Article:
Neighbourhood collective efficacy has been proposed as a protective factor against family violence and youth antisocial behaviour. However, little is known about its impact on parent and child behaviour in non-Western countries. Using data from two population-based prospective cohorts from South Korea, including primary school students aged 10-12 years (N=2844) and secondary school students aged 15-17 years (N=3449), we examined the interplay between collective efficacy, family violence, and youth antisocial behaviour, and whether effects vary by SES. In a first series of models, in both samples, higher levels of collective efficacy were associated with lower levels of family violence, whereas higher levels of family violence were associated with higher levels of youth antisocial behaviour. There was no direct effect of collective efficacy on youth antisocial behaviour; however, there was an indirect effect via family violence. Although these effects were more pronounced in low SES children, there was no evidence of moderation by SES. In a second series of models, in primary school students, collective efficacy was not associated with youth antisocial behaviour. However, there was a direct effect of collective efficacy on family violence, even after adjusting for youth antisocial behaviour. Again, there was no evidence of moderation by SES. In secondary school students, the pattern of results was less consistent, however, again, suggesting more pronounced effects of collective efficacy in low SES children. The findings suggest that collective efficacy may influence family violence more directly, whereas youth antisocial behaviour may be affected more indirectly through the family environment.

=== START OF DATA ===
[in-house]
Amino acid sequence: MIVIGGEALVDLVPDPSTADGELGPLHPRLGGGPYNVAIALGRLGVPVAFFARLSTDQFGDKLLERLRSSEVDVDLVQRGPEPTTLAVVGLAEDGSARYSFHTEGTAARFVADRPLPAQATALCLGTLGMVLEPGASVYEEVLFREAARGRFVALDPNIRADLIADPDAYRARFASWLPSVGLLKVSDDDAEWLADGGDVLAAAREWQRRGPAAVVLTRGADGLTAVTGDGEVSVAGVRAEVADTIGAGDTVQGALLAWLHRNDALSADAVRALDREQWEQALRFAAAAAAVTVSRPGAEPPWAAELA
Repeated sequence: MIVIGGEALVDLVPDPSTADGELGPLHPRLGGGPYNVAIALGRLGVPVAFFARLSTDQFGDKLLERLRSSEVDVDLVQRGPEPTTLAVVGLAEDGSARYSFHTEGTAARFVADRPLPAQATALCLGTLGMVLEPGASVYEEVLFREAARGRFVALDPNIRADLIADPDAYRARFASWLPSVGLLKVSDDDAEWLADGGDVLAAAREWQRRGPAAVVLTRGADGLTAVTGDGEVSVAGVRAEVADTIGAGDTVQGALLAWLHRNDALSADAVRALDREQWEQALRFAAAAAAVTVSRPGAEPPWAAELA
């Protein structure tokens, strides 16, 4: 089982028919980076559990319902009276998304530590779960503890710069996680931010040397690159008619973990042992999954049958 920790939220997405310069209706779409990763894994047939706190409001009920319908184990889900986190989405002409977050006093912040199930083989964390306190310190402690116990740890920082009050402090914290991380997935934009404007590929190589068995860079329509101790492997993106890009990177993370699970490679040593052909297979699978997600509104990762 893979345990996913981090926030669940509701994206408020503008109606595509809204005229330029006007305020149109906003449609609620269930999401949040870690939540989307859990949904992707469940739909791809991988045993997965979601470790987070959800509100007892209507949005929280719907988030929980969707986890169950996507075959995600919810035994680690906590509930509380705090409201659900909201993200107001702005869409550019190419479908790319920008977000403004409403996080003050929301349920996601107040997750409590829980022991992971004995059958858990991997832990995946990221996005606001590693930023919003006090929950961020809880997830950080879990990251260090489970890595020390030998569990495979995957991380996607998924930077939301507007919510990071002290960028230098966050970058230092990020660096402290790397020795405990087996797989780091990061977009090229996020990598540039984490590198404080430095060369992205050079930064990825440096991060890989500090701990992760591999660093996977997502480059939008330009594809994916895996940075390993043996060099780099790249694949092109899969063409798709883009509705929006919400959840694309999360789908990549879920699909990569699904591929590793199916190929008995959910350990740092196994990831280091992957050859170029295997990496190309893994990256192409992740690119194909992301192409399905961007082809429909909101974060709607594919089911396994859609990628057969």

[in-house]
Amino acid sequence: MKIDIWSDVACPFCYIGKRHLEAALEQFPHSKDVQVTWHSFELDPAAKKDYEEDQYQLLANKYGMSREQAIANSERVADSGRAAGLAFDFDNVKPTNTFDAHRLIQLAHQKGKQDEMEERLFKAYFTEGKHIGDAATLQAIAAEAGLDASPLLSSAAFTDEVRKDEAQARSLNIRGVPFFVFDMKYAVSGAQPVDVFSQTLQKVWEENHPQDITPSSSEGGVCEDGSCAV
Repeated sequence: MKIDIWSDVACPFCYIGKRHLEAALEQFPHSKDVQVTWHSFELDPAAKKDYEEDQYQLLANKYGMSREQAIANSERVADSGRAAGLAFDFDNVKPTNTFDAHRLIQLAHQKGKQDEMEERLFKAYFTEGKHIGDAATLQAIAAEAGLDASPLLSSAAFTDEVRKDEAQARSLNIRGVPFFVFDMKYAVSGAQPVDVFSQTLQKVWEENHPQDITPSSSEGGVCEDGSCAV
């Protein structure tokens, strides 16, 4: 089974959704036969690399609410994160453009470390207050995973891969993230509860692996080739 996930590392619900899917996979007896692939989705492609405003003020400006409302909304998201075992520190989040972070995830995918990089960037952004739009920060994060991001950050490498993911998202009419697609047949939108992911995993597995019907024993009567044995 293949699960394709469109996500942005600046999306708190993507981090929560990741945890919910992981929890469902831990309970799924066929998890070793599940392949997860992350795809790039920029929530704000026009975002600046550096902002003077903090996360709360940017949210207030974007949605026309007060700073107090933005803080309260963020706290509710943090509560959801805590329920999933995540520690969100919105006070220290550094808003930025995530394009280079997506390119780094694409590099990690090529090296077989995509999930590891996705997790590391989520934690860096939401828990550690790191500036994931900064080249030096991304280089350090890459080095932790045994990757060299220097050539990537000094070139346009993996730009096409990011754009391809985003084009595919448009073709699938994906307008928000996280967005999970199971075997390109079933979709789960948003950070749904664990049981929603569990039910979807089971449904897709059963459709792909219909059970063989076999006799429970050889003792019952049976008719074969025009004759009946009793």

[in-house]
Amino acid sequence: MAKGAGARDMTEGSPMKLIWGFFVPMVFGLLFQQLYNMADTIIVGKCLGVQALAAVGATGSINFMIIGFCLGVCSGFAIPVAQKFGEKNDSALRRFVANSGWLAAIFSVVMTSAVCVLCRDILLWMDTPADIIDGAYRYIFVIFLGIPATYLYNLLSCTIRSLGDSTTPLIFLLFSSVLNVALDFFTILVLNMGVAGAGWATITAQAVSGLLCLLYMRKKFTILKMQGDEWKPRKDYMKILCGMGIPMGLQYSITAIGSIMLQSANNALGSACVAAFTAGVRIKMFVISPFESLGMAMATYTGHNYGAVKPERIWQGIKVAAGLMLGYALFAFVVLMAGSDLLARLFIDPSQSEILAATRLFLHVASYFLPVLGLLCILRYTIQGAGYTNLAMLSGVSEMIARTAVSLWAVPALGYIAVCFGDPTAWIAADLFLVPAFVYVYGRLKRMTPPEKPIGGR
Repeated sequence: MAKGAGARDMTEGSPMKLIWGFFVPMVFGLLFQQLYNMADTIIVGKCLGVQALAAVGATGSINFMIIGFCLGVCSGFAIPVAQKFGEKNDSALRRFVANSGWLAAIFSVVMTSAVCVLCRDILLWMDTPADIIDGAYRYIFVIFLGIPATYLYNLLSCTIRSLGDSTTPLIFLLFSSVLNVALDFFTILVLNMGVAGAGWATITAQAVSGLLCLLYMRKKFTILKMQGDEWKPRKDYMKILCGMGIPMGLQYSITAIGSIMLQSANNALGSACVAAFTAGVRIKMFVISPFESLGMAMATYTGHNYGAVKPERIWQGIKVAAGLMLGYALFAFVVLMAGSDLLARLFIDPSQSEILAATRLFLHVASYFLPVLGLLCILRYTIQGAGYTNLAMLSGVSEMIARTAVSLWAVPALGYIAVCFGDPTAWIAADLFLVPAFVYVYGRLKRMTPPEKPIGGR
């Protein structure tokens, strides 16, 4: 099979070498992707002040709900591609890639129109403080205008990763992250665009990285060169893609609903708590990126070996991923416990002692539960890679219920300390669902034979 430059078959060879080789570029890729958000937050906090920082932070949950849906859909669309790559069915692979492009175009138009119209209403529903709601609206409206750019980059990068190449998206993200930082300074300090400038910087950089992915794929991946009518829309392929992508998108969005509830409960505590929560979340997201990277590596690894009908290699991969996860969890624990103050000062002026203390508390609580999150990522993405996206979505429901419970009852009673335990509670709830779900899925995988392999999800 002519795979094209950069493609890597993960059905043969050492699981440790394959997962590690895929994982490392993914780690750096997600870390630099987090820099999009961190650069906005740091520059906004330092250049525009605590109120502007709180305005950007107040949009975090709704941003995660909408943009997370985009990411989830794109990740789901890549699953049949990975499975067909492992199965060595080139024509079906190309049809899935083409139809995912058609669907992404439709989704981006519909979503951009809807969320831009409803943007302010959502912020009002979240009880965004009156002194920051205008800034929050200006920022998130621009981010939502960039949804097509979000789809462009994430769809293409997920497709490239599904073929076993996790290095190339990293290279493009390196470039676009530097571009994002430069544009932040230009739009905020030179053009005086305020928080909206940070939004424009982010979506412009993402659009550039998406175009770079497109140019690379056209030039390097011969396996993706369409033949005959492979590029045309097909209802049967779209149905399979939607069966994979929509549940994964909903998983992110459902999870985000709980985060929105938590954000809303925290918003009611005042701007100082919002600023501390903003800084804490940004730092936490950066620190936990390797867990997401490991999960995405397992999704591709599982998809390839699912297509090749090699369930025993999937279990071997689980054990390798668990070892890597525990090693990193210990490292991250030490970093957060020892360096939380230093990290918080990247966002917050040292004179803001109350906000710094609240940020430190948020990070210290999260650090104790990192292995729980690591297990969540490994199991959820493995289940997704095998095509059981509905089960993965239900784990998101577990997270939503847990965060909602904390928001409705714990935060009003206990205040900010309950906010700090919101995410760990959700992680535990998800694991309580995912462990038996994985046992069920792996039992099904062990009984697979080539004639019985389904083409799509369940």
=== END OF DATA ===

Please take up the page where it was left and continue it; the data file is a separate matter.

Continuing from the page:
- neighbourhood collective efficacy
- family violence
- child abuse
- domestic violence
- antisocial behaviour